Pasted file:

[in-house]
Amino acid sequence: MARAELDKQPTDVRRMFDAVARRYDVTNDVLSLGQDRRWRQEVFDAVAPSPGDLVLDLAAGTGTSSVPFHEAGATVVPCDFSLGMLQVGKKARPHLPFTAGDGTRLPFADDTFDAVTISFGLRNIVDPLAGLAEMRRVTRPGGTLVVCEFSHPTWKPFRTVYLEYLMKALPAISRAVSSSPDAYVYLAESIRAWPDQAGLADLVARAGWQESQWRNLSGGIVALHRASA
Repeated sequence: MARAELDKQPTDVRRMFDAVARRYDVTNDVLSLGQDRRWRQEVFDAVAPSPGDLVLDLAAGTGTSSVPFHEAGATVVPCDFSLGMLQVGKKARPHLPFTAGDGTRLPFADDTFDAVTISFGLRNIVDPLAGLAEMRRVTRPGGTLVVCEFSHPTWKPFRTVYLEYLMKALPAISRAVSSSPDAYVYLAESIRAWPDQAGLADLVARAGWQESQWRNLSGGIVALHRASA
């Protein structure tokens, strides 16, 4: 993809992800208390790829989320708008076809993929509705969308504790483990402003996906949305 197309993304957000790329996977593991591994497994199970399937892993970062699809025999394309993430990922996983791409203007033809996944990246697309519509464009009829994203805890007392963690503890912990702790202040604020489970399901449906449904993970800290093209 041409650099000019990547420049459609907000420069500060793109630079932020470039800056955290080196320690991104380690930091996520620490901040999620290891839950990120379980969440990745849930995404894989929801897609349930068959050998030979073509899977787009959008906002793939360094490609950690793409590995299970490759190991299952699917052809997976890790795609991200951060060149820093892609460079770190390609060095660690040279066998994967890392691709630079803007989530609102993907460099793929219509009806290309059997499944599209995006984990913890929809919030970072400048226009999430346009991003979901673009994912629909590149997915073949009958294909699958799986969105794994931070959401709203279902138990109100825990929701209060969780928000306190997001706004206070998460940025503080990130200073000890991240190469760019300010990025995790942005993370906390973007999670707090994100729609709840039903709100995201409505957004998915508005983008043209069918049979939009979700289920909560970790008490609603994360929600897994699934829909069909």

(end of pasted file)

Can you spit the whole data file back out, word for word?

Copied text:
[in-house]
Amino acid sequence: MARAELDKQPTDVRRMFDAVARRYDVTNDVLSLGQDRRWRQEVFDAVAPSPGDLVLDLAAGTGTSSVPFHEAGATVVPCDFSLGMLQVGKKARPHLPFTAGDGTRLPFADDTFDAVTISFGLRNIVDPLAGLAEMRRVTRPGGTLVVCEFSHPTWKPFRTVYLEYLMKALPAISRAVSSSPDAYVYLAESIRAWPDQAGLADLVARAGWQESQWRNLSGGIVALHRASA
Repeated sequence: MARAELDKQPTDVRRMFDAVARRYDVTNDVLSLGQDRRWRQEVFDAVAPSPGDLVLDLAAGTGTSSVPFHEAGATVVPCDFSLGMLQVGKKARPHLPFTAGDGTRLPFADDTFDAVTISFGLRNIVDPLAGLAEMRRVTRPGGTLVVCEFSHPTWKPFRTVYLEYLMKALPAISRAVSSSPDAYVYLAESIRAWPDQAGLADLVARAGWQESQWRNLSGGIVALHRASA
């Protein structure tokens, strides 16, 4: 993809992800208390790829989320708008076809993929509705969308504790483990402003996906949305 197309993304957000790329996977593991591994497994199970399937892993970062699809025999394309993430990922996983791409203007033809996944990246697309519509464009009829994203805890007392963690503890912990702790202040604020489970399901449906449904993970800290093209 041409650099000019990547420049459609907000420069500060793109630079932020470039800056955290080196320690991104380690930091996520620490901040999620290891839950990120379980969440990745849930995404894989929801897609349930068959050998030979073509899977787009959008906002793939360094490609950690793409590995299970490759190991299952699917052809997976890790795609991200951060060149820093892609460079770190390609060095660690040279066998994967890392691709630079803007989530609102993907460099793929219509009806290309059997499944599209995006984990913890929809919030970072400048226009999430346009991003979901673009994912629909590149997915073949009958294909699958799986969105794994931070959401709203279902138990109100825990929701209060969780928000306190997001706004206070998460940025503080990130200073000890991240190469760019300010990025995790942005993370906390973007999670707090994100729609709840039903709100995201409505957004998915508005983008043209069918049979939009979700289920909560970790008490609603994360929600897994699934829909069909």